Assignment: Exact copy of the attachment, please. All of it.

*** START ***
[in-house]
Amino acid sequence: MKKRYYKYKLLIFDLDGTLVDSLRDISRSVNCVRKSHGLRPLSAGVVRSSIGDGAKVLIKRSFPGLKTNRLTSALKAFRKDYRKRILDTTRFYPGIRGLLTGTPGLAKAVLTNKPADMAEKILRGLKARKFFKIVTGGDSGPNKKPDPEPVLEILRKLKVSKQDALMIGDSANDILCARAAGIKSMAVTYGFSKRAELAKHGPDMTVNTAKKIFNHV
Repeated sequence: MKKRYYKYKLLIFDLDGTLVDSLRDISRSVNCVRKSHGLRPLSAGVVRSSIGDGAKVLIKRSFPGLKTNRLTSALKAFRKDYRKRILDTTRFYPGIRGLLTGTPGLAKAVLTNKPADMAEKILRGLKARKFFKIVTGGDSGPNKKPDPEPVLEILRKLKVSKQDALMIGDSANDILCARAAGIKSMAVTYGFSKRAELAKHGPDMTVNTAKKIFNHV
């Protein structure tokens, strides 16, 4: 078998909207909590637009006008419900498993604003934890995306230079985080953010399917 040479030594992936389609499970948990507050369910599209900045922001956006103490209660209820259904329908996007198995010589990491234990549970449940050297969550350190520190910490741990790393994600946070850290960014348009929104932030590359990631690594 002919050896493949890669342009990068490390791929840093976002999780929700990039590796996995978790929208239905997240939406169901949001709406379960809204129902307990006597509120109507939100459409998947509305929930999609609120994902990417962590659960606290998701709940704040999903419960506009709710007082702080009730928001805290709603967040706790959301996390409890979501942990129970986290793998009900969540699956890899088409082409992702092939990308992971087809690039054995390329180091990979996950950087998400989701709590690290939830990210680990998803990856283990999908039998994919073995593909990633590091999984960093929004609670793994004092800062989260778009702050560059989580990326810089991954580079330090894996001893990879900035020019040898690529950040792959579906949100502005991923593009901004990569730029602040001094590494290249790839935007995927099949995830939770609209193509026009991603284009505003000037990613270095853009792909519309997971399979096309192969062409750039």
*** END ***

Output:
[in-house]
Amino acid sequence: MKKRYYKYKLLIFDLDGTLVDSLRDISRSVNCVRKSHGLRPLSAGVVRSSIGDGAKVLIKRSFPGLKTNRLTSALKAFRKDYRKRILDTTRFYPGIRGLLTGTPGLAKAVLTNKPADMAEKILRGLKARKFFKIVTGGDSGPNKKPDPEPVLEILRKLKVSKQDALMIGDSANDILCARAAGIKSMAVTYGFSKRAELAKHGPDMTVNTAKKIFNHV
Repeated sequence: MKKRYYKYKLLIFDLDGTLVDSLRDISRSVNCVRKSHGLRPLSAGVVRSSIGDGAKVLIKRSFPGLKTNRLTSALKAFRKDYRKRILDTTRFYPGIRGLLTGTPGLAKAVLTNKPADMAEKILRGLKARKFFKIVTGGDSGPNKKPDPEPVLEILRKLKVSKQDALMIGDSANDILCARAAGIKSMAVTYGFSKRAELAKHGPDMTVNTAKKIFNHV
């Protein structure tokens, strides 16, 4: 078998909207909590637009006008419900498993604003934890995306230079985080953010399917 040479030594992936389609499970948990507050369910599209900045922001956006103490209660209820259904329908996007198995010589990491234990549970449940050297969550350190520190910490741990790393994600946070850290960014348009929104932030590359990631690594 002919050896493949890669342009990068490390791929840093976002999780929700990039590796996995978790929208239905997240939406169901949001709406379960809204129902307990006597509120109507939100459409998947509305929930999609609120994902990417962590659960606290998701709940704040999903419960506009709710007082702080009730928001805290709603967040706790959301996390409890979501942990129970986290793998009900969540699956890899088409082409992702092939990308992971087809690039054995390329180091990979996950950087998400989701709590690290939830990210680990998803990856283990999908039998994919073995593909990633590091999984960093929004609670793994004092800062989260778009702050560059989580990326810089991954580079330090894996001893990879900035020019040898690529950040792959579906949100502005991923593009901004990569730029602040001094590494290249790839935007995927099949995830939770609209193509026009991603284009505003000037990613270095853009792909519309997971399979096309192969062409750039």